Setting up the Raspberry Pi to support and use the GPS module is a pretty straight forward job.
When Gunnar first did this, he followed the instructions from another site where the GPS module was used to set up a Stratum 1 NTP server. You can find that site here: http://ntpi.openchaos.org/pps_pi/
The short version of this setup is as follows.
Edit /boot/cmdline.txt andremove console=ttyAMA0,115200 from the line.
This will disable the factory terminal console set up on the GPIO serial port.
Then and add bcm2708.pps_gpio_pin=18 to enable the Raspberry Pi to receive PPS signal on pin 18.
This is used by the NTP server to be able to synchronize time with very high accuracy.
The result should look something like this:
dwc_otg.lpm_enable=0 console=tty1 root=/dev/mmcblk0p2 rootfstype=ext4 elevator=deadline rootwait bcm2708.pps_gpio_pin=18
To completely remove the terminal console, edit /etc/inittab and remove the following line:
T0:23:respawn:/sbin/getty -L ttyAMA0 115200 vt100
Now complete the GPS setup by installing all necessary tools and configure the GPSd daemon:
apt-get install pps-tools gpsd gpsd-clients dpkg-reconfigure gpsd
The following configuration was used for our setup:
- Start gpsd automatically
- Set device to /dev/ttyAMA0
- Add option “-n” (to force GPSd to keep polling the GPS even if no clients are connected)
Setting up the GPS as source for a local NTP server
Edit /etc/dhcp/dhclient.conf and remove ntp-servers from the request line. The result should look something like this:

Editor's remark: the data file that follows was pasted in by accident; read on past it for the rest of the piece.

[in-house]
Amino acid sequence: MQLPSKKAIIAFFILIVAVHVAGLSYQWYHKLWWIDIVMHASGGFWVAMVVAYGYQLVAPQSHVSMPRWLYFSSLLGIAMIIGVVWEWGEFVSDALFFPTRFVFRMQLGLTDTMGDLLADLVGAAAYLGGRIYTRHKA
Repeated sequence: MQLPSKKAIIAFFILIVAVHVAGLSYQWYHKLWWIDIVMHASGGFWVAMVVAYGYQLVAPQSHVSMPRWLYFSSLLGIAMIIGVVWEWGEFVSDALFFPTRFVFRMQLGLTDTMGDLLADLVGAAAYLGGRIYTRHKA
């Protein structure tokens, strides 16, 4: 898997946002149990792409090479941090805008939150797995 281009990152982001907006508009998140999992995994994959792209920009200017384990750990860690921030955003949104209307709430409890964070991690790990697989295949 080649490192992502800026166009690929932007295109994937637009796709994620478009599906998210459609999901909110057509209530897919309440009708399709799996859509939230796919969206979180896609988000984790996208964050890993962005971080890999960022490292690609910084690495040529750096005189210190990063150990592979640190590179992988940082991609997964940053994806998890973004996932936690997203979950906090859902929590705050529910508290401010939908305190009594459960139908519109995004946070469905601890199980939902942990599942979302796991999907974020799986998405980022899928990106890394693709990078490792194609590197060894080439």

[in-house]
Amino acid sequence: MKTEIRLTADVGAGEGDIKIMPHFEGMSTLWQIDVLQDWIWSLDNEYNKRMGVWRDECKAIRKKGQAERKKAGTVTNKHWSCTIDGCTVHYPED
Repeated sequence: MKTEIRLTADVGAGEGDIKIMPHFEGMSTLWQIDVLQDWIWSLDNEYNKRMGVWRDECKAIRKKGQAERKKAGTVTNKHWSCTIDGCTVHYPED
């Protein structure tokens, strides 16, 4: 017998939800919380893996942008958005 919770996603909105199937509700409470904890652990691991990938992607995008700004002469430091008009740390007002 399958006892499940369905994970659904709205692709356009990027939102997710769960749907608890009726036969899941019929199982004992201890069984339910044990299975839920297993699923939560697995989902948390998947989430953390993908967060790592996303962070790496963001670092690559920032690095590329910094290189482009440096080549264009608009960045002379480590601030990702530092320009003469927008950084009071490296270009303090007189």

request subnet-mask, broadcast-address, time-offset, routers, domain-name, domain-name-servers, domain-search, host-name, dhcp6.name-servers, dhcp6.domain-search, netbios-name-servers, netbios-scope, interface-mtu, rfc3442-classless-static-routes;
Then remove /var/lib/ntp/ntp.conf.dhcp if present.
Now edit /etc/ntp.conf and make it look like this:
# pps-gpio on /dev/pps0 server 127.127.22.0 minpoll 4 maxpoll 4 fudge 127.127.22.0 refid PPS fudge 127.127.22.0 flag3 1 # enable kernel PLL/FLL clock discipline # gpsd shared memory clock server 127.127.28.0 minpoll 4 maxpoll 4 prefer # PPS requires at least one preferred peer fudge 127.127.28.0 refid GPS fudge 127.127.28.0 time1 +0.130 # coarse processing delay offset server 0.pool.ntp.org iburst server 1.pool.ntp.org iburst server 2.pool.ntp.org iburst server 3.pool.ntp.org iburst
Reboot the system and when it is back up again you can check if you are using the GPS as NTP source by executing:
If the output states that you are a stratum 1 server, you have succeeded.
localhost: stratum 1, offset 0.000000, synch distance 0.000000, refid 'GPS'
Setting up Message Distribution System
Do this by creating a new file /etc/apt/sources.list.d/rabbitmq.list and add the following line:
deb http://www.rabbitmq.com/debian/ testing main
The run the following commands to trust the new repository you added:
wget http://www.rabbitmq.com/rabbitmq-signing-key-public.asc sudo apt-key add rabbitmq-signing-key-public.asc
Now you can install RabbitMQ by running the following commands:
apt-get update apt-get install rabbitmq-server
To get the GUI management for RabbitMQ, the plugin rabbitmq_management need to be installed.
And for our setup, we will be using the shovel plugin to send messages from the vehicle tracker to the central server.
Install these plugins by running the command:
rabbitmq-plugins enable rabbitmq_management rabbitmq_shovel rabbitmq_shovel_management
Now set up a user account you want to use when connecting to the management and give it the administrator tag.
Replace “admin admin” with the username and password you would like to use:
rabbitmqctl add_user admin admin rabbitmqctl set_user_tags admin administrator